The US Military is heavily involved in technology to assure US independence, which includes biofuels and other alternatives.
The thing is, if any one country has a hold on a key commodity, such as fuel, then all they need to do to maintain control, even of a country more powerful, is to restrict fuel supplies. OPEC cut off oil supplies in the 1970s and the US went into a recession. Cut off oil supplies in a military engagement and a country could essentially immobilize a fleet that runs off those supplies. Think of a siege in ancient times. Cut off the food and water supply and starve them until they’re a little more docile.
The US military doesn’t want to be under some oil baron’s heel, so what better to do than eliminate the need for petroleum in the fleet. The National Renewable Energy Laboratory [NREL], for example, is taking the lead in researching biofuels for the US Navy. A process, developed by Cobalt Technologies, using proprietary microorganisms and natural fermentation to break down switchgrass into biobutanol, which the Navy can then convert into biojetfuel.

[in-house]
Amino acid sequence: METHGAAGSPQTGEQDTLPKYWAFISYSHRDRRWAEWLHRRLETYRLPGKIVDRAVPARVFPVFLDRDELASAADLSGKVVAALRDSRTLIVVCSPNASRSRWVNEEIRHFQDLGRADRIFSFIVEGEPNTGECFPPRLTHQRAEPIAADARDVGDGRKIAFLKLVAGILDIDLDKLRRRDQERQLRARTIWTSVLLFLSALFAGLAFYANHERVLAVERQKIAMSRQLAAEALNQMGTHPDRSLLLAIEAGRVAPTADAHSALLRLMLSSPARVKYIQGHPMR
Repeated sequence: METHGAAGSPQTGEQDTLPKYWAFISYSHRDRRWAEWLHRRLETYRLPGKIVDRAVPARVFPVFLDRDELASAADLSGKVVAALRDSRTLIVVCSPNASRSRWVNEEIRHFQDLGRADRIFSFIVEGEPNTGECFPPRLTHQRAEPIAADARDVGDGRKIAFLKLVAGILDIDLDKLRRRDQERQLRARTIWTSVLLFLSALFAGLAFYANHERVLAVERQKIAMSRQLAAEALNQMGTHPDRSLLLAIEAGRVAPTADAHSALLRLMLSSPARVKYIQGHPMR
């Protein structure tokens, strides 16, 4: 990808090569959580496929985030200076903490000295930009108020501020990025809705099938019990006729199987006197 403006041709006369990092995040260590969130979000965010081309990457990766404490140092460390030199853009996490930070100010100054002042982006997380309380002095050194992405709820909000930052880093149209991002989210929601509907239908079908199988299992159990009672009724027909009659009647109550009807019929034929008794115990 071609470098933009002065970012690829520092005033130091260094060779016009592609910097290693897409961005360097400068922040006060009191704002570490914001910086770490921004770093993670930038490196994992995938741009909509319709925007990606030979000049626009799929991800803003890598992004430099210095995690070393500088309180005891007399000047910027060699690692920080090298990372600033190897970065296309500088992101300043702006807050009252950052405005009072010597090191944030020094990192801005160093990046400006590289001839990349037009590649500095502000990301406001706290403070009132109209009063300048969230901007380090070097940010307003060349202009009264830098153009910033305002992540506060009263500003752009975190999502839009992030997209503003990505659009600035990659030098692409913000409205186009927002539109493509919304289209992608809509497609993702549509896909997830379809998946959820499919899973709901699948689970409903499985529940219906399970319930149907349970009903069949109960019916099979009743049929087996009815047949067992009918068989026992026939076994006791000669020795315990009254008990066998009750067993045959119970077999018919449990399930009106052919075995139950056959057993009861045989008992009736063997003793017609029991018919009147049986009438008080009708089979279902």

All in all, the processes assure a nearly carbon-neutral biofuel, emitting just 5% more carbon dioxide than sequestered in the switchgrass. The program is still in trial stages, and “the results of testing will help determine whether the process is ready for commercial scale. If so, the U.S. Department of Agriculture and the Department of Defense are poised to help private firms build the huge biorefineries that would be needed.”
Many technologies perfected for military application eventually trickle down to the private sector. The US Navy biofuels program, if successful, could have multiple benefits, including a more energy-independent military, more jobs in the biofuels sector, and better infrastructure for biofuels here in the US. Not to mention a 95% reduction in carbon dioxide emissions.